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235 staff positions vacant at Beaumont - 116 of them nurses


INMO’s Lorraine Monaghan (Photo: Steve Humphreys)

INMO’s Lorraine Monaghan (Photo: Steve Humphreys)

INMO’s Lorraine Monaghan (Photo: Steve Humphreys)

Beaumont Hospital is yet to fill some 235 staff positions - with the hospital operating with a shortage of 116 permanent nurses, according to new figures seen by the Herald.

The hospital has seen the number of permanent nursing vacancies almost double in the past three months.

It is believed 62 nursing positions were unfilled at the North Dublin hospital in October - with a total of 143 staff positions left vacant.

Since October, the hospital has recruited 30 nursing students, dropping the present nursing shortage to 86.


Lorraine Monaghan, of the Irish Nurses and Midwives Organisation (INMO), told the Herald that the "severe shortage" in nurses is down to a very high attrition rate at the hospital.

Ms Monaghan said that, while hospital management have been actively recruiting staff, a high number have been leaving the hospital for a number of different reasons.

She said that location and working conditions were two of those reasons.

"Obviously, there are major issues when staffing levels are so low, because patient care is compromised and staff are faced with intolerable workloads - and there's an impact on their own health and well-being, so there's an impact for staff as well," she said.

"Staff feel obliged to work additional shifts to help out their colleagues and it's unsafe - they're working more and it's putting them under extreme pressure," she added.

Ms Monaghan said "a lot of work needs to be done to bring nurses back home", adding: "These nurses left the country to get jobs and superior working conditions. They're desperately needed in this country and you can see that in the likes of Beaumont - they are recruiting but are struggling to get nurses to fill the positions," she added.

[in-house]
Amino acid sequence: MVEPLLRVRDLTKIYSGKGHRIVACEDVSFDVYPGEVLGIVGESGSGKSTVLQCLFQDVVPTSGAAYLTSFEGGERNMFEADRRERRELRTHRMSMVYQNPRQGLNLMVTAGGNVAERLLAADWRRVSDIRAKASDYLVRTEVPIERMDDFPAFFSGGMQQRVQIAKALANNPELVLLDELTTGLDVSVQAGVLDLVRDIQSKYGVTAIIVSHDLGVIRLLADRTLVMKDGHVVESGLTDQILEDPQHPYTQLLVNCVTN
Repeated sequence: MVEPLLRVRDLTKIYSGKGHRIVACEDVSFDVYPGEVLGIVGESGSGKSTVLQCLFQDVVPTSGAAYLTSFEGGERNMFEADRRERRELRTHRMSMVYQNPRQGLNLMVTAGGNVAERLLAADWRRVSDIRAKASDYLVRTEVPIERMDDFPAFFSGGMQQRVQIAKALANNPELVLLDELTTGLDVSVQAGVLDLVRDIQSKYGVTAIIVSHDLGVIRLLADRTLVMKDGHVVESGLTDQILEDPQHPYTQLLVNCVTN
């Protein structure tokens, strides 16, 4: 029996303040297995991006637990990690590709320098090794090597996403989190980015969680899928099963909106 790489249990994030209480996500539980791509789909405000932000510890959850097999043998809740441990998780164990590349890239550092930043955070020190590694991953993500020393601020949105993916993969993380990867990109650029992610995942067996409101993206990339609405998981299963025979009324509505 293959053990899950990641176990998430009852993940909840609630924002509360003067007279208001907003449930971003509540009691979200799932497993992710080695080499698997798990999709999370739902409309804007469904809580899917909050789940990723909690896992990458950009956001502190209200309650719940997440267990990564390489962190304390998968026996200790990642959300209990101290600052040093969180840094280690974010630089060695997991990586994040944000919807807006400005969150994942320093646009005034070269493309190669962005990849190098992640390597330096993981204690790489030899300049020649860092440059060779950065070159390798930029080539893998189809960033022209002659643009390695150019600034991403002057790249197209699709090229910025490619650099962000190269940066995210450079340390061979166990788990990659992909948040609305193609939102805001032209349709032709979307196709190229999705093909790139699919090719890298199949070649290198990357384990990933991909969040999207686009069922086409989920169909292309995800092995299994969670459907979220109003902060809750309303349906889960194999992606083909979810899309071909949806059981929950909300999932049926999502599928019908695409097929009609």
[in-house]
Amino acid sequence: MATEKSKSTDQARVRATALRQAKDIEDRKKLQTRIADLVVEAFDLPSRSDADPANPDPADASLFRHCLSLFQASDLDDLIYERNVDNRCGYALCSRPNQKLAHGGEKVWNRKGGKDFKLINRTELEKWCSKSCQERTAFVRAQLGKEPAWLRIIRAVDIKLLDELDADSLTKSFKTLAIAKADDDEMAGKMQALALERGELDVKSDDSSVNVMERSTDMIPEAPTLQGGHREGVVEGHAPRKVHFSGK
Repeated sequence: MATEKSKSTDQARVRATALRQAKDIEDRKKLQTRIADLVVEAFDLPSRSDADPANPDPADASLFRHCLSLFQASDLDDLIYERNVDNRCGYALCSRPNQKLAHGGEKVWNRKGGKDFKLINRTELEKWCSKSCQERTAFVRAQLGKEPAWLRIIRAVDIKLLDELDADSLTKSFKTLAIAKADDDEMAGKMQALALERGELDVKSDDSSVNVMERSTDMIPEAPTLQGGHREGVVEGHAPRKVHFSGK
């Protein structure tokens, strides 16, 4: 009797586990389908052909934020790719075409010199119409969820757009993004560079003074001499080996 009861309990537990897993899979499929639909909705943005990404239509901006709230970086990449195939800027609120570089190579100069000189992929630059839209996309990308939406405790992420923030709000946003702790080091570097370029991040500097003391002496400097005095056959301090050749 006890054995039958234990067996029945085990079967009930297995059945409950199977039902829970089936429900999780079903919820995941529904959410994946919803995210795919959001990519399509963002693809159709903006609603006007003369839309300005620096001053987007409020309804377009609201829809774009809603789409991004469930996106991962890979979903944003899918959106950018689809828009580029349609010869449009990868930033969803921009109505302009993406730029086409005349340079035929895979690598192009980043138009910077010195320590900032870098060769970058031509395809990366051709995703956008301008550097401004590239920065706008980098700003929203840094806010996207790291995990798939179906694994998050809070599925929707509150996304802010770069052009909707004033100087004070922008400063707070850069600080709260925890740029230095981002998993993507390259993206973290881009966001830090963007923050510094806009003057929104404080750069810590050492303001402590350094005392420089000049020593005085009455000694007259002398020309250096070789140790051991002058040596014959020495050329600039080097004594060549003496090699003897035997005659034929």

Meanwhile, the hospital worst hit by overcrowding yesterday said "every available bed space" had to be brought into service as more than 50 patients endured long waits on trolleys in its emergency department.

The spokesman for St Vincent's Hospital in Dublin said it had also cancelled all non-urgent procedures for the next 24 hours due to the surge in patients. Nationally, the numbers on trolleys breached the 500 mark again yesterday morning.


Health Minister Leo Varadkar, who briefed the Cabinet on the ongoing trolley crisis, said it will be another two weeks before the levels of flu peak.

The virus is now a major driver behind emergency department congestion, with the numbers of patients with it presenting for treatment up 10pc, he added.

The Cabinet was told that 'at risk' groups are being urged to get the flu vaccine .

Other measures include using private hospitals to cater for patients on public waiting lists, offering more staff overtime and increasing community intervention teams.